October 10, 2011 § 1 Comment
As you can imagine, I’m a little hair obsessed these days. I am almost to the point where I can count individual hairs still courageously clinging on to my head. Brave little souls. The new cry in this house is, “People, I’m taking my hair off – get ready.” Yesterday was first wig washing day. Went well – in some ways, a lot less trouble than washing my real hair – but still, all a bit unusual and, if I can suggest, not ideal.
All of which makes it not that surprising that I was drawn to this picture during my last National Gallery pop-in.
This is Combing the Hair (La Coiffure) painted in 1896 by Degas. Obviously, this lady has way too much hair for my taste (at the moment) but I take some comfort in the pain the maid seems to be inflicting on the lady during this brushing process. The notes suggest that “the relationship between the women is ambiguous: in some ways, the maid is the more powerful at this moment,” and the mistress does seem to be holding onto the top of her hair, the way little girls do when a parent is trying to drag a comb through their hair. In terms of art (rather than hair), the National Gallery like this painting because Degas does a great deal with tone and shade, just basically using red and grey.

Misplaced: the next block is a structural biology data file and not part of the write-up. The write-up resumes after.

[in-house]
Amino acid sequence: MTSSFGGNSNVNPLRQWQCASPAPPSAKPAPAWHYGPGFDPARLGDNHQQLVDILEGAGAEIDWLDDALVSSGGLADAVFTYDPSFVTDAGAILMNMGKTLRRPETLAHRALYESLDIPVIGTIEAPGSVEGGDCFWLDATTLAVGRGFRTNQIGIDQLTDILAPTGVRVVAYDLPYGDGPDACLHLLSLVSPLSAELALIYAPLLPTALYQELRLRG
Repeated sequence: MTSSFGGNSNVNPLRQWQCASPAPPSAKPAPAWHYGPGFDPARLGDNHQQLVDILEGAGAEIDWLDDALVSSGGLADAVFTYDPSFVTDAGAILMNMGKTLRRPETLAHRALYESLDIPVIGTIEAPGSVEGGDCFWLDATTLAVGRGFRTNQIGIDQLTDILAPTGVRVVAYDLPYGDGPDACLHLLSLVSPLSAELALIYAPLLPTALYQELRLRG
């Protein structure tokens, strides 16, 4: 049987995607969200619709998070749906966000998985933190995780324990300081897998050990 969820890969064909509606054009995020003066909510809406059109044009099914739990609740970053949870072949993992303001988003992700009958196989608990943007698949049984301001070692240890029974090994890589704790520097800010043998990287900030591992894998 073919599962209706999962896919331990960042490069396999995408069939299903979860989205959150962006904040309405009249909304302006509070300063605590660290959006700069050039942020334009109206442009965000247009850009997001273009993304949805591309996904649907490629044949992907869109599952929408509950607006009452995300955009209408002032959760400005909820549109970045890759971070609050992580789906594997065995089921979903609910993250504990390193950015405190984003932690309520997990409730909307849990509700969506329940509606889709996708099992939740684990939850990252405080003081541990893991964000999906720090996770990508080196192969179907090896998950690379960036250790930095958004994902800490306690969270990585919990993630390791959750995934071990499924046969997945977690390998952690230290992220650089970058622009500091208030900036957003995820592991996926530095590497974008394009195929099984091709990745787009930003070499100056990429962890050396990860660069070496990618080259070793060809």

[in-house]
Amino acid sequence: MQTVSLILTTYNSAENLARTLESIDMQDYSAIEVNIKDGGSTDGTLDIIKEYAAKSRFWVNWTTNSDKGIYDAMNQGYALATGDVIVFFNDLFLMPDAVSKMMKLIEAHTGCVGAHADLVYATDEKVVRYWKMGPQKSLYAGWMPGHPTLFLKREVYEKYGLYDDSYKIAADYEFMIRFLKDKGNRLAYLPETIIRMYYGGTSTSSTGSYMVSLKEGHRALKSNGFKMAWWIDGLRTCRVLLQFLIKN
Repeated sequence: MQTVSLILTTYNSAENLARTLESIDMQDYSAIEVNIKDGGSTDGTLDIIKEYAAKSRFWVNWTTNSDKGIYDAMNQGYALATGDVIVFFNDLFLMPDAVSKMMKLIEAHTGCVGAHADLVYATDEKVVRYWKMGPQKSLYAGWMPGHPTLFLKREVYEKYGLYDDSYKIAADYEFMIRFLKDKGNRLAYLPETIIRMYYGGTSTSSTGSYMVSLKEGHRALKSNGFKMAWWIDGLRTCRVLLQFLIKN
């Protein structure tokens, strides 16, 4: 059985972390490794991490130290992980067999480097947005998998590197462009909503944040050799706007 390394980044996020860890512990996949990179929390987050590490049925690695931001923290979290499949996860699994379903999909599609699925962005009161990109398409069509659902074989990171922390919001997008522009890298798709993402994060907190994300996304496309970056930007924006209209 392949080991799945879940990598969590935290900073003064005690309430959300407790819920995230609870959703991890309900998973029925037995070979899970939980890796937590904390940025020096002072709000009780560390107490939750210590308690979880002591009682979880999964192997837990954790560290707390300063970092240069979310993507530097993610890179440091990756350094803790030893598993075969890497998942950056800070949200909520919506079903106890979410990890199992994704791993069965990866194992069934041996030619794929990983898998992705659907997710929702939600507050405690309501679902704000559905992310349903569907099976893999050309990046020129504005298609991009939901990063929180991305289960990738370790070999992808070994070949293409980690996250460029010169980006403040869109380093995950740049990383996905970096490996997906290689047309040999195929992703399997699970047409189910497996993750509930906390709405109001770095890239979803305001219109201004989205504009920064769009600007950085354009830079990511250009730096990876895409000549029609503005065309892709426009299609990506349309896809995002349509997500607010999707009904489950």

As I’m sure you all know, Degas painted lots of pictures of women brushing their hair. I could show you one of those but prefer to reproduce the above painting in the form of a French Impressioniste tie design.